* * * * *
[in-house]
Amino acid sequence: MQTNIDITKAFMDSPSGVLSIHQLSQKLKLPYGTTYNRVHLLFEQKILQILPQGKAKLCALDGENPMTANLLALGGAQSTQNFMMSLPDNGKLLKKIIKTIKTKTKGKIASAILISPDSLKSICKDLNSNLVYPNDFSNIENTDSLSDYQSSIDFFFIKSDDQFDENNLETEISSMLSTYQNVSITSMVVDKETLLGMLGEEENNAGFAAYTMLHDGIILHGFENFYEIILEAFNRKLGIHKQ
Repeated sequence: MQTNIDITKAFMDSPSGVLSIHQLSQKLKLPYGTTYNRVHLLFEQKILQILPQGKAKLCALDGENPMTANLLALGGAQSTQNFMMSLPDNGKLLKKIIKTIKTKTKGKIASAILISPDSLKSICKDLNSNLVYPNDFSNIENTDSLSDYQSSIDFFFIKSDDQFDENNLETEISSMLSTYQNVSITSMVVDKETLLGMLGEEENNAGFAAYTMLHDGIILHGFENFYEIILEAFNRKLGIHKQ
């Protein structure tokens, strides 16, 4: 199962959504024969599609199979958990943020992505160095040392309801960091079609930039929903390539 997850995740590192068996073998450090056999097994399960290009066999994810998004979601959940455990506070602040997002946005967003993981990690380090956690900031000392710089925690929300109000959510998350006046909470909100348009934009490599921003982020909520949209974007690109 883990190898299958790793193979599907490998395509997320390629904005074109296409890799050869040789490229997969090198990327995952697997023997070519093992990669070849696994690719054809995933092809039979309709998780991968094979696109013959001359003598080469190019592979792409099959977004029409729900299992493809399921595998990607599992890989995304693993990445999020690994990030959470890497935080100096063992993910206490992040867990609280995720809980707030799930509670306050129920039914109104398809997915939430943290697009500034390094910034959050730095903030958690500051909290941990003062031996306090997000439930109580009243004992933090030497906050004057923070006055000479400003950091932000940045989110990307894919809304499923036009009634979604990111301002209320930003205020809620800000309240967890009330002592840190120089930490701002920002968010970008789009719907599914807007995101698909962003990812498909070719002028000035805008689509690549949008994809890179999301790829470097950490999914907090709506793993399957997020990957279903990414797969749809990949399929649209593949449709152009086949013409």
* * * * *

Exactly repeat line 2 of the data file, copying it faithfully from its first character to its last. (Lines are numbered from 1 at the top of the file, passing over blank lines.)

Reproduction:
Amino acid sequence: MQTNIDITKAFMDSPSGVLSIHQLSQKLKLPYGTTYNRVHLLFEQKILQILPQGKAKLCALDGENPMTANLLALGGAQSTQNFMMSLPDNGKLLKKIIKTIKTKTKGKIASAILISPDSLKSICKDLNSNLVYPNDFSNIENTDSLSDYQSSIDFFFIKSDDQFDENNLETEISSMLSTYQNVSITSMVVDKETLLGMLGEEENNAGFAAYTMLHDGIILHGFENFYEIILEAFNRKLGIHKQ